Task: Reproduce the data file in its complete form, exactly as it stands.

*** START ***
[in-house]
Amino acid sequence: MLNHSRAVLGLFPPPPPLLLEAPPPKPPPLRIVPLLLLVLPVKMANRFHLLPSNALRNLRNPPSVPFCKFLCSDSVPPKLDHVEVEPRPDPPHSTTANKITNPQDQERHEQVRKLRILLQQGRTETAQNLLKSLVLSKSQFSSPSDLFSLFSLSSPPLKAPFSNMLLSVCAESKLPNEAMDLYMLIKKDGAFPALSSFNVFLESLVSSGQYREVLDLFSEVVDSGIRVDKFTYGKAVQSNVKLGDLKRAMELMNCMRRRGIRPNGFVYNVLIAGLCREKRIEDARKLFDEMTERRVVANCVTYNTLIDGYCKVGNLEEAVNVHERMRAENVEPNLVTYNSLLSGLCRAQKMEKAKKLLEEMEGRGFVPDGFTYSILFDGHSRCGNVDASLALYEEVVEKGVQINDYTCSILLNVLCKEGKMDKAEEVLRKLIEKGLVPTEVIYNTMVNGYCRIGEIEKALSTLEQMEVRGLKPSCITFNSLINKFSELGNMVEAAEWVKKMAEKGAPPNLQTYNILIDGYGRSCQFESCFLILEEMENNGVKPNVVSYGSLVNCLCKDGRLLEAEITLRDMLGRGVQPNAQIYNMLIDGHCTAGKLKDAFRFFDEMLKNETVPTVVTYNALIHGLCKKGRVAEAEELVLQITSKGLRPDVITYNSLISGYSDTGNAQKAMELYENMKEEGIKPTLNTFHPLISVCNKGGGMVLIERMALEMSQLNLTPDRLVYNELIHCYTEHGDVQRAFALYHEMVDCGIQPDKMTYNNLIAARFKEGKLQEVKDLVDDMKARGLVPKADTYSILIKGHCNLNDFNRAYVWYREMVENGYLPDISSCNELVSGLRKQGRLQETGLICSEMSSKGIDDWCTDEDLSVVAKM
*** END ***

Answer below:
[in-house]
Amino acid sequence: MLNHSRAVLGLFPPPPPLLLEAPPPKPPPLRIVPLLLLVLPVKMANRFHLLPSNALRNLRNPPSVPFCKFLCSDSVPPKLDHVEVEPRPDPPHSTTANKITNPQDQERHEQVRKLRILLQQGRTETAQNLLKSLVLSKSQFSSPSDLFSLFSLSSPPLKAPFSNMLLSVCAESKLPNEAMDLYMLIKKDGAFPALSSFNVFLESLVSSGQYREVLDLFSEVVDSGIRVDKFTYGKAVQSNVKLGDLKRAMELMNCMRRRGIRPNGFVYNVLIAGLCREKRIEDARKLFDEMTERRVVANCVTYNTLIDGYCKVGNLEEAVNVHERMRAENVEPNLVTYNSLLSGLCRAQKMEKAKKLLEEMEGRGFVPDGFTYSILFDGHSRCGNVDASLALYEEVVEKGVQINDYTCSILLNVLCKEGKMDKAEEVLRKLIEKGLVPTEVIYNTMVNGYCRIGEIEKALSTLEQMEVRGLKPSCITFNSLINKFSELGNMVEAAEWVKKMAEKGAPPNLQTYNILIDGYGRSCQFESCFLILEEMENNGVKPNVVSYGSLVNCLCKDGRLLEAEITLRDMLGRGVQPNAQIYNMLIDGHCTAGKLKDAFRFFDEMLKNETVPTVVTYNALIHGLCKKGRVAEAEELVLQITSKGLRPDVITYNSLISGYSDTGNAQKAMELYENMKEEGIKPTLNTFHPLISVCNKGGGMVLIERMALEMSQLNLTPDRLVYNELIHCYTEHGDVQRAFALYHEMVDCGIQPDKMTYNNLIAARFKEGKLQEVKDLVDDMKARGLVPKADTYSILIKGHCNLNDFNRAYVWYREMVENGYLPDISSCNELVSGLRKQGRLQETGLICSEMSSKGIDDWCTDEDLSVVAKM